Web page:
With such a tight focus, Fenn found business efficiencies that he didn't even expect. Of course, working with similar doctors who are all employed at the same place makes the financial advice much easier: once you understand the intricacies of one situation, you understand them all. What's more, each new client isn't really new at all: they're exactly the same as all your other clients: the same source of income, salary range, benefits, retirement plans, work environment, vacations, challenges, and career and retirement tracks.
Be Happy Where You Are
Brian also found that because his clients shared so many similarities he could easily offer additional services that greatly strengthened his relationship with each one. For one thing, Brian is firmly against clients doing any paperwork, filling out data gathering forms, client questionnaires, and so on. They talk to him, and he gets it done. He writes a firm newsletter and has also structured and negotiated the doctors' compensation plans, set up retirement plans, and created an overall business plan. By working with his clients as a group as well as individually, Fenn could have a much greater impact on their lives, and much stronger relationships.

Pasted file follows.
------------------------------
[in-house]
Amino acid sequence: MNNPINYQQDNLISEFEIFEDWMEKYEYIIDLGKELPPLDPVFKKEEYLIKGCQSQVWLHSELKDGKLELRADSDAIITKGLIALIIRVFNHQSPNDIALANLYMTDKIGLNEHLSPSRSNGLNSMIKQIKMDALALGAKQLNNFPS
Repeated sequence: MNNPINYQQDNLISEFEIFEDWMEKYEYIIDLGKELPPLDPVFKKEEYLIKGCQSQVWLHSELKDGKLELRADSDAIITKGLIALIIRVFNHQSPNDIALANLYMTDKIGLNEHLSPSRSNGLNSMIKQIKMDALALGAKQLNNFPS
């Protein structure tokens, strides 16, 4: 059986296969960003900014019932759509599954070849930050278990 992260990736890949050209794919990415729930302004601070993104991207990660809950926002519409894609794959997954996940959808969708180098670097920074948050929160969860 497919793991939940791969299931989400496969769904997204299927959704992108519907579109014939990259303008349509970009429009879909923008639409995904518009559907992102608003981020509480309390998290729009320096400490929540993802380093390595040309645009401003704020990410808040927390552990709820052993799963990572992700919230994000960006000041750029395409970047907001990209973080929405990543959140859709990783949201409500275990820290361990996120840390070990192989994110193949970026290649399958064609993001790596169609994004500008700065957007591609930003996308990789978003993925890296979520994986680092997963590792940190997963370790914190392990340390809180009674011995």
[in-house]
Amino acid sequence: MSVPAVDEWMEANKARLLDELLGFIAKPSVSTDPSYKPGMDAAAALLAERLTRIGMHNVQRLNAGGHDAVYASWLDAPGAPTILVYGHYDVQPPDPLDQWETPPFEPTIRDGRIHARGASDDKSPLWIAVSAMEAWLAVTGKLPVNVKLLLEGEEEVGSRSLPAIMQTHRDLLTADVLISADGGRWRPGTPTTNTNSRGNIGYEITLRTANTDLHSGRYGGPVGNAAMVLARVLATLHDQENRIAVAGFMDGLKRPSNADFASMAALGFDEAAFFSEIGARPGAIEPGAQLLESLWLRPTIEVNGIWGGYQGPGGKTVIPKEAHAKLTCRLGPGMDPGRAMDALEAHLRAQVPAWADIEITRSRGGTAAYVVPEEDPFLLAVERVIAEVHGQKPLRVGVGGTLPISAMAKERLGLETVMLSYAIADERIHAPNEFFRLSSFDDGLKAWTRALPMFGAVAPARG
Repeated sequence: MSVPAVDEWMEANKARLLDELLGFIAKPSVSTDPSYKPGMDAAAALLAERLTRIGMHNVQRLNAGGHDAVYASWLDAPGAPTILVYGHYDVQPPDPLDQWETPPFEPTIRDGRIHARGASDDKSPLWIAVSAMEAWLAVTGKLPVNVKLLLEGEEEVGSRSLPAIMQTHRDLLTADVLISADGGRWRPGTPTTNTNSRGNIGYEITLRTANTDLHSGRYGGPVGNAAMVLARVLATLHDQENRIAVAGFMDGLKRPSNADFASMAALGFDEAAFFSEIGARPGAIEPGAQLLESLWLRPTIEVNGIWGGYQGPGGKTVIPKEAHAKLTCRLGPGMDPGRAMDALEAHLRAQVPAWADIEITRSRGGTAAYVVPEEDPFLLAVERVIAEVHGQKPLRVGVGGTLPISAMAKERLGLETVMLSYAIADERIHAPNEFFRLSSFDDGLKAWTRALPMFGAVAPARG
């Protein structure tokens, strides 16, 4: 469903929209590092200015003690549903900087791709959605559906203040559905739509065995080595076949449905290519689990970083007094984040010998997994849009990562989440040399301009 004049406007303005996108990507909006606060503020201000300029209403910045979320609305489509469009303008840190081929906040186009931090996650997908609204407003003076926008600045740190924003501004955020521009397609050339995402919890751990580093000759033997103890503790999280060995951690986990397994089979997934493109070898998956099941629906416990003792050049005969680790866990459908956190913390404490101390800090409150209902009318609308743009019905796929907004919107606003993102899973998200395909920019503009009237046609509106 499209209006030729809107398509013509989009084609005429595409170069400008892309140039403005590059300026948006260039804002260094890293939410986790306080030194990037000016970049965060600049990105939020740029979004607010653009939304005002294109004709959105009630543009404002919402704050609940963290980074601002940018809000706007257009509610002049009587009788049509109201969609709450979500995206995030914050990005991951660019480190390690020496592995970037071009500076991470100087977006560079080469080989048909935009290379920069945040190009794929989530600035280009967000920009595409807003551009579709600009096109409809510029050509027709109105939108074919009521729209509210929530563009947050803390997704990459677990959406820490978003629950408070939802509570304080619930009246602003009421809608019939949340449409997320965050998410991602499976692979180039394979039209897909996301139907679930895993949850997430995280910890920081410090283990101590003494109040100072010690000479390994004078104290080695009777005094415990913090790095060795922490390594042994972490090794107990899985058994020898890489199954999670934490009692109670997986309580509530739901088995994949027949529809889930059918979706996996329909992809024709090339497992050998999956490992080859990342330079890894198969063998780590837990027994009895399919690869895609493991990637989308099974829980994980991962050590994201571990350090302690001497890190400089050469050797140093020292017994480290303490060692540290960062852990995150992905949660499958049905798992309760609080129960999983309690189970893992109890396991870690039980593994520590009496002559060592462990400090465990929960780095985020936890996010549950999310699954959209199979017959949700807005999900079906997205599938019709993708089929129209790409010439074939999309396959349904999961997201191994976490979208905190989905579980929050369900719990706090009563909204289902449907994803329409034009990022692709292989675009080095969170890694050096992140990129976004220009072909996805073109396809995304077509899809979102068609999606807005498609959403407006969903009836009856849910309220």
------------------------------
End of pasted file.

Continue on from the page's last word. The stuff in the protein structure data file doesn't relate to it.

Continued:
He also found that a medical group practice is an ongoing business, which made his advisory practice ongoing as well. As some of the doctors got older, they moved into retirement, so the group would hire and train younger doctors, which were a steady, constant source of new advisory clients. Moreover, the retiring doctors with their lump sum distributions from their 401(k)s provided large boosts to Fenn's AUM as well. All with very little marketing costs or effort.
Amazingly, Brian is quite happy being where he is, and just serving his existing clients. He doesn't want a huge business. As he says, "I do not want an ensemble empire, I just want all the benefits of the ensemble without having to build it. All I need to do is always be there to help my clients, who are in need of someone to listen to them and give them sound financial advice."
The Bottom Line
So, how's his practice doing? When I started working with Brian in 2005, he had $450k in annual revenues. Today, he's headed to $1 million with about 25 clients who are responsible for the majority of that revenue. He still has only the one client service advisor he had back then (we tried an administrative assistant and a junior advisor but once we realized that we didn't need all that other overhead and certainly didn't need to turn the firm into an "ensemble firm" it turned out that we didn't need them).
If he does nothing, Fenn's AUM will probably double in the next seven years from existing doctor clients who retire and roll over their 401(k)s. Beyond that, I believe he could double the number of clients he currently manages without adding to his staff. While technology has not been on the top of the priority list in the past, automating his process with portfolio management and reporting software at a cost of maybe $15,000 could add even more leverage.